The rationale behind the structure of the introductory courses has been the following: The students should acquire basic knowledge about the history of religions and the most important religions. This kind of knowledge was regarded as a basis for comparison and further theoretical considerations in the Study of Religions that will be taken up in the other introductory module History and Theory in the Study of Religions.6 That the
I have discussed the programme with my predecessor and with my colleagues in the department. I can certainly see the point of the intention behind the introduction: an attempt to give a broad outline of the general history of religions from its very beginnings to the present day worldwide as well as to accommodate the needs of the students to acquire basic knowledge about important religious traditions. However, bearing in mind that this is intended as a scholarly introduction to an academic subject, the following questions may be asked: What is the value of the brief overview of the 5 religions that is communicated to the students? Who decides, and on which grounds, what the “basic data, facts and terms” are? Without any prior orientation in theory and methodology in the academic Study of Religions, what image of what a “religion” is, is communicated to the students, given the selection of religions and the idea of very condensed basic data and facts?
IV The Greater Challenge and My Preliminary Solution in Hanover
At a more general level, the challenge could be formulated as follows: how to introduce beginners to the data of the history of religions from a critical perspective? This is not possible without a reflection about this perspective, including the selection of the data themselves. What are “basic data, facts and terms” for which greater body of knowledge? And from whose perspective are those data presented? How do we, through the selection of particular data, create “traditions,” and which notion of religion lies at heart of talking about “the basics” of Hinduism, Buddhism, Islam, etc., in that way?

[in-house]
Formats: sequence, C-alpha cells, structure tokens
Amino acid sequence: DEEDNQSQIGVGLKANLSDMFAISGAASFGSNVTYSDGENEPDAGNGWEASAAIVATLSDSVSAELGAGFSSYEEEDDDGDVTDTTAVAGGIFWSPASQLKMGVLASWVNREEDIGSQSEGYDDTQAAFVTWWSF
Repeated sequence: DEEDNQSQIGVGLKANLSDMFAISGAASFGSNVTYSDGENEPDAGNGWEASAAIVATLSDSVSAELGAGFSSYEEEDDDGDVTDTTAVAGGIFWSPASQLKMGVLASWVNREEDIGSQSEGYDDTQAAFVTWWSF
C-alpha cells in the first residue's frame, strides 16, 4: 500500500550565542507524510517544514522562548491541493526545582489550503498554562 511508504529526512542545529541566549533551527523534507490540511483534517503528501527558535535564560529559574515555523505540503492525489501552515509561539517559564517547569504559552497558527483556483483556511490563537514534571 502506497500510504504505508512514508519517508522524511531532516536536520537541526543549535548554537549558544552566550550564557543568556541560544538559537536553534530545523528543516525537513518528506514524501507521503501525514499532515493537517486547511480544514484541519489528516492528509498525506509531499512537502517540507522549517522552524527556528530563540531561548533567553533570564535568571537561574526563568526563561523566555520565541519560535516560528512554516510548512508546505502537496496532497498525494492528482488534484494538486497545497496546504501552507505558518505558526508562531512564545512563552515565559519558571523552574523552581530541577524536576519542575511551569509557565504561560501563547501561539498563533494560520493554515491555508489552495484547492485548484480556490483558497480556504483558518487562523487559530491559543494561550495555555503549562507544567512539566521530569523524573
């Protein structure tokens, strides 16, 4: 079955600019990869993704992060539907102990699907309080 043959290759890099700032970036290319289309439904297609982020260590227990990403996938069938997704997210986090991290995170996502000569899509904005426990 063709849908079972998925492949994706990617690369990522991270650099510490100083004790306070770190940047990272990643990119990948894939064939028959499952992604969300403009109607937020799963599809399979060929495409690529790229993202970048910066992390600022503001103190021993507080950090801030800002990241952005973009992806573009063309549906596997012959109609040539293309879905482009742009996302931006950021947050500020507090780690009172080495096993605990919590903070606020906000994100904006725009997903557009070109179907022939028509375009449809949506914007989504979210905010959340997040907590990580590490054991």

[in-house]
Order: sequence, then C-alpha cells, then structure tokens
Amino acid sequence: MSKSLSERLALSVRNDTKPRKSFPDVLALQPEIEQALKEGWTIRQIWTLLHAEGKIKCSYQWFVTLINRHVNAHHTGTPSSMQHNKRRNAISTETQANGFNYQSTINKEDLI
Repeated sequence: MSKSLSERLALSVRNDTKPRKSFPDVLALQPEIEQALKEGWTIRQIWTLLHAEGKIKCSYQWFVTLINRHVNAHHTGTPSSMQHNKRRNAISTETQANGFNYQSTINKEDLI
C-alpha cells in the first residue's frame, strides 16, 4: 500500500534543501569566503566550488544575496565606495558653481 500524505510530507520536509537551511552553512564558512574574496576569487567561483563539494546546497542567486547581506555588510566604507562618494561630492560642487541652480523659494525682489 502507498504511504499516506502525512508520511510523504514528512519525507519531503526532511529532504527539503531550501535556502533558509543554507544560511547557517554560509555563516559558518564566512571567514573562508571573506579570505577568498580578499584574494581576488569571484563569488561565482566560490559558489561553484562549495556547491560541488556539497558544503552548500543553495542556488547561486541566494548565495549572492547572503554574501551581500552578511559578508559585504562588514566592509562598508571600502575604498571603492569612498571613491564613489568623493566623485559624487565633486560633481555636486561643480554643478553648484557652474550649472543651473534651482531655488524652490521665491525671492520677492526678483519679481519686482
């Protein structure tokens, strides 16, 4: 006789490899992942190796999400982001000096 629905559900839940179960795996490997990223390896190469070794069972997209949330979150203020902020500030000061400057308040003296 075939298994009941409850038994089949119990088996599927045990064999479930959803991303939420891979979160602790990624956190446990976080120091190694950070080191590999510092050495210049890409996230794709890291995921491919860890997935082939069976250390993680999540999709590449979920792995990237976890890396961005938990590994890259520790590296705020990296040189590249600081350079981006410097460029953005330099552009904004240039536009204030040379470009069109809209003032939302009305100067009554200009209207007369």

I doubt that this kind of reflection can be given due consideration in the above-mentioned course design. I also doubt that it is a solution to first present such kinds of constructions as if those were “given” with the excuse of saying that this can be deconstructed and reconstructed later. The idea of a common body of knowledge about “world religions” will reside once it has been established in a whole introductory module like that, particularly in a societal context where the
On the other hand, can a student of the Study of Religions do without this kind of knowledge? Is not basic knowledge about various religions traditions the starting point for any further reflection? There is certainly no easy way out.
Given the complexity of the issue and the fact that, even if I wanted to, I could not simply over night change the programme according to my own understanding and preferences,7 I took a the third learning outcome mentioned in the catalogue of modules, which I have not quoted so far, as starting point: “the students shall be provided with a conceptual framework that allows them to process and integrate new information” (
A general understanding of the processes of and decisions behind generating, selecting and arranging this kind of data may give a broader orientation in the Study of Religions than a rather unreflective acquisition of as much data as possible. Thus, the question of perspective is put into the focus of interest: whose selection and arrangement of data are we dealing with, and from which perspective and with which intention are the data presented? What kinds of representation of “Islam,” for example, can be found and how do they differ from each other? Which kind of data would oneself build on, from which perspective and with which intention, in order to present a topic from a study-of-religions point of view? And what would be alternative ways of selecting, framing and presenting data? Dealing with these questions in detail, with reference to different constructions of individual religions, I think one can achieve both an understanding of different intentions behind constructing individual religions as “traditions” (and how this type of discourse permeates most rhetoric about “religion/s,” i.e., an understanding of importance of the